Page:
grocery stores, in order to recreate this classic dish. I want to burst the bubble on that thinking. My Black Turtle beans were grown in a 500 square foot plot outside my kitchen window, adjacent to a 800 square foot plot of Duborskian rice this last summer. Both were easy to grow, harvest and thresh. But, in all honesty, the dehulling of rice, while not hard, is a bit time consuming, when done without the aid of a mechanical dehuller. I use the thousands of years old method of pounding the grain in a mortar and pestle type set up. In one hour I can dehull and clean close to 1 lb of Duborskian rice. Some would say “too much work” and others “a waste of time”, but I would call it “sufficency growing”, from field to plate, without skipping a beat in between.
The beans are rinsed and soaked for about 6 hrs. Your own fresh beans will require a lot less time soaking and cooking than their store-bought counterparts. The Black Turtle beans are then cooked for a couple of hours until tender and the liquid reduced but not thrown out. The possibilities for seasoning are too numerous to mention. In this case, I added half a chopped onion, a little cumin, oregano and salt to the cooking beans.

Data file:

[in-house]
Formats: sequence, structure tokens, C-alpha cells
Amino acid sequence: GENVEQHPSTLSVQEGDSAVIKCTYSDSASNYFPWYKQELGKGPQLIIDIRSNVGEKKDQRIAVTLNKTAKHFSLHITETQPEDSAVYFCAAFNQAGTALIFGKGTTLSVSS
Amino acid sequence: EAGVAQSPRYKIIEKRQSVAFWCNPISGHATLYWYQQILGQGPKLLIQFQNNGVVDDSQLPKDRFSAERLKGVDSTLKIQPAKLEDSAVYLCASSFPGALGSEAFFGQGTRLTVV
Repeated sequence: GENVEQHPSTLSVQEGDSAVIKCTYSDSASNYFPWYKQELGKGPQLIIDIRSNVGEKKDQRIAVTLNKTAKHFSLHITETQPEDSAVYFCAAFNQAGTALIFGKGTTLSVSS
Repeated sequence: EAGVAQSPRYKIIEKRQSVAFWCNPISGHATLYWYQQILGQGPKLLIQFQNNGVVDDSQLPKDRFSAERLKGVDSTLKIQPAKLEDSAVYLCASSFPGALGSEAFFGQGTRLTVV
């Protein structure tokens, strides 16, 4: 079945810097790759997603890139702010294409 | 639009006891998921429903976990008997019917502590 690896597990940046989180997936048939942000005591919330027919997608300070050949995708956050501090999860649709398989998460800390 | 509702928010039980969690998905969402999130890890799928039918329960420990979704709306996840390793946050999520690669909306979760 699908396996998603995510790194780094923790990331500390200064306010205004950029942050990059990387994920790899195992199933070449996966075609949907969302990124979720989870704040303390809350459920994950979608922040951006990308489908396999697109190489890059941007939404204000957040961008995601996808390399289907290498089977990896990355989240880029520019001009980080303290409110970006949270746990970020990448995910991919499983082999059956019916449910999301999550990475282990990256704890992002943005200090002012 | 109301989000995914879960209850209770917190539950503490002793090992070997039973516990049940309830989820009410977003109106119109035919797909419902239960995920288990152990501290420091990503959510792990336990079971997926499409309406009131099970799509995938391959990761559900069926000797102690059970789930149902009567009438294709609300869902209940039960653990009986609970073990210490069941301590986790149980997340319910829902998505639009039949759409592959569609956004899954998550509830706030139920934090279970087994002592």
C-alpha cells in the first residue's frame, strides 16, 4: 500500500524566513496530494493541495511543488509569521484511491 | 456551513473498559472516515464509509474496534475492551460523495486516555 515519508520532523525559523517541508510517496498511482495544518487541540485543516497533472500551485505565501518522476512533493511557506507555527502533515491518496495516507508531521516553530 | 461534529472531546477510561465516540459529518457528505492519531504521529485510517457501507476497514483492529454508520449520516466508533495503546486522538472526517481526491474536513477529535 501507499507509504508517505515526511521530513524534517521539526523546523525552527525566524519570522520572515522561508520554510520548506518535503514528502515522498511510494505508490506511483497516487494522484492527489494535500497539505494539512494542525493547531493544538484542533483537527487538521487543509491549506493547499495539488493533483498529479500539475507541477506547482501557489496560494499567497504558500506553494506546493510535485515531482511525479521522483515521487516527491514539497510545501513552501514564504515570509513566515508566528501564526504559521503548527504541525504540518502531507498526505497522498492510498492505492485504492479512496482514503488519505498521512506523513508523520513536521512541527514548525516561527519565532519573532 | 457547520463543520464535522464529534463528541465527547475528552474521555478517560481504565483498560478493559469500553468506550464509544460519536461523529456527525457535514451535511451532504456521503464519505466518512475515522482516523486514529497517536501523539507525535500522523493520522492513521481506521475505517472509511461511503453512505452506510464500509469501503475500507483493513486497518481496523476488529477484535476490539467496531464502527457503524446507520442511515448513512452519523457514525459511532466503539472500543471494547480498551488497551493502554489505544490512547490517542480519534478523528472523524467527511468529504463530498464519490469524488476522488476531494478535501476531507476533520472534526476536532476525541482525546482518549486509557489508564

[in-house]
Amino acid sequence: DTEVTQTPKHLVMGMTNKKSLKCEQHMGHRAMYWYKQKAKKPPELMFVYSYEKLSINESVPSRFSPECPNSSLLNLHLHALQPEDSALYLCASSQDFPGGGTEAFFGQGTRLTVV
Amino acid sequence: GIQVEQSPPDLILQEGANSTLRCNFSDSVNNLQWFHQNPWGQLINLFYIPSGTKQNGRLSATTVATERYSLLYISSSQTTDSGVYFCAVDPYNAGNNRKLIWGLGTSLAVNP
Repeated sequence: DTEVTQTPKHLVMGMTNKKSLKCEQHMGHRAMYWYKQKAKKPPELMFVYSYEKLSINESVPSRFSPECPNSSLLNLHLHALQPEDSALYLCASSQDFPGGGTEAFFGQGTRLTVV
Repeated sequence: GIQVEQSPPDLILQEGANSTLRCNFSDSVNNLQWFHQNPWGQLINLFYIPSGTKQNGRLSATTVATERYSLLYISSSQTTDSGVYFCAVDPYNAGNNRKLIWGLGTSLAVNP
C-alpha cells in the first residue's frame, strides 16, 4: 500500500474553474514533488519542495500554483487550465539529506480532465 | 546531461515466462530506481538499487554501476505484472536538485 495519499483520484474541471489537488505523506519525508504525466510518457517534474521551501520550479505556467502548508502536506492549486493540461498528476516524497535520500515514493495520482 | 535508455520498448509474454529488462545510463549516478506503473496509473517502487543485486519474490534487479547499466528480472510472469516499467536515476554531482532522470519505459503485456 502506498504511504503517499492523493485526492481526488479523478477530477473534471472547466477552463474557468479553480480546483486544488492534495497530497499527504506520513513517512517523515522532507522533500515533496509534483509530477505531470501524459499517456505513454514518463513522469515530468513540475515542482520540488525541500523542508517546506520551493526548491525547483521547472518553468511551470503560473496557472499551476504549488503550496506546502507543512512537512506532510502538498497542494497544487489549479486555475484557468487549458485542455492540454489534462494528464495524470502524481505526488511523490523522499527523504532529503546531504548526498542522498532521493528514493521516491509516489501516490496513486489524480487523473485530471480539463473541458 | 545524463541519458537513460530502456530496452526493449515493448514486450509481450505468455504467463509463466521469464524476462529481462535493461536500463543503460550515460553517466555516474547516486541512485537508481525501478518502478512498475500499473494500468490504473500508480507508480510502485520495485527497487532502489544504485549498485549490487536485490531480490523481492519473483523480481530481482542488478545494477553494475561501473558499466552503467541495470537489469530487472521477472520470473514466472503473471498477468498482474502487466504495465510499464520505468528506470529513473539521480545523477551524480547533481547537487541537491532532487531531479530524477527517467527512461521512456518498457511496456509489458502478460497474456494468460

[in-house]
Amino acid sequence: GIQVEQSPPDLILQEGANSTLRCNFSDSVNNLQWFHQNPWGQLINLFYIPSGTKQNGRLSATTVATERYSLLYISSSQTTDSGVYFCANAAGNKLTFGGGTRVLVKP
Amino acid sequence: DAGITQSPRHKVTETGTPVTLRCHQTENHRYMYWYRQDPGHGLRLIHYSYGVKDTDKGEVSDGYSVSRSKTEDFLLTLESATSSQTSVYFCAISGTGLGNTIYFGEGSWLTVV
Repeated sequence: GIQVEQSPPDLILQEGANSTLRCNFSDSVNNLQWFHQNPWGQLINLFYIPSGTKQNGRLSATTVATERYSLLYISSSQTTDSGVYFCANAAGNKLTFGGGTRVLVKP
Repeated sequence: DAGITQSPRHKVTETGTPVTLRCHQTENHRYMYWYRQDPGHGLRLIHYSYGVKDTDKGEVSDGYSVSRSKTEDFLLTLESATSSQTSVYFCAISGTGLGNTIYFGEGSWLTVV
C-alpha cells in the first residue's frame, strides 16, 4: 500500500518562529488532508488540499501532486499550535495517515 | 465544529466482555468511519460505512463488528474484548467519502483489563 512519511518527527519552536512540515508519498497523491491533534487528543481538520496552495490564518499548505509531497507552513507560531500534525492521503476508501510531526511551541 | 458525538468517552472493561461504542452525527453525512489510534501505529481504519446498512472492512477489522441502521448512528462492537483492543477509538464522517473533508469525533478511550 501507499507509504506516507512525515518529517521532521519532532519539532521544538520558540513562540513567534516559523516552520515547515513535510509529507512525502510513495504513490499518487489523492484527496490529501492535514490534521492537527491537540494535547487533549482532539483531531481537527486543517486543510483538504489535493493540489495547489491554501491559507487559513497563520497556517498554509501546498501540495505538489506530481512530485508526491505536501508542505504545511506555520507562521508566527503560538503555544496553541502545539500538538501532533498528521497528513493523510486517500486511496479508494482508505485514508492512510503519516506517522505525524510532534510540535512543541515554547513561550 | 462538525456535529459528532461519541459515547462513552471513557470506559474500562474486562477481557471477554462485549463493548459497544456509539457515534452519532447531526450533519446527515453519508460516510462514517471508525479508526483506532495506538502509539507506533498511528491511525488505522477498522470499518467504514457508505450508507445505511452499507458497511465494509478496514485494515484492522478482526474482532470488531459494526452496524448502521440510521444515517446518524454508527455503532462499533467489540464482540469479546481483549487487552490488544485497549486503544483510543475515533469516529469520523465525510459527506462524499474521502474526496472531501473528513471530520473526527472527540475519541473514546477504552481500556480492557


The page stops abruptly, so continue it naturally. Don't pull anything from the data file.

The Duborskian Rice I used, is a short grained, brown rice with a rich, creamy texture. Cooking time is slight longer than white rice. Once cooked I mix the rice in with the beans and reduced liquid. Serve up a hot tasty plate full of Black Beans and Rice, Indiana-style.
In writing this I am not attempting to point to myself as some kind of culinary expert. My cooking tends to be quite spartan at best. I am riding on the coat-tails of a few thousand years worth of natural plant breeders/farmers and generations of families sitting around the fire waiting for a delicious, hot meal. The hope is to stimulate gardeners and farmers in our local region to entertain something more than just boring old GMO soybeans and field corn or the usual garden mixture of green beans, tomatoes and sweetcorn. The real possibility of staples, like pinto beans, rice, amaranth, quinoa, barley, teff, sunflower seeds, and so forth should excite us to look towards a far more diverse palette of local crops than we have settled for.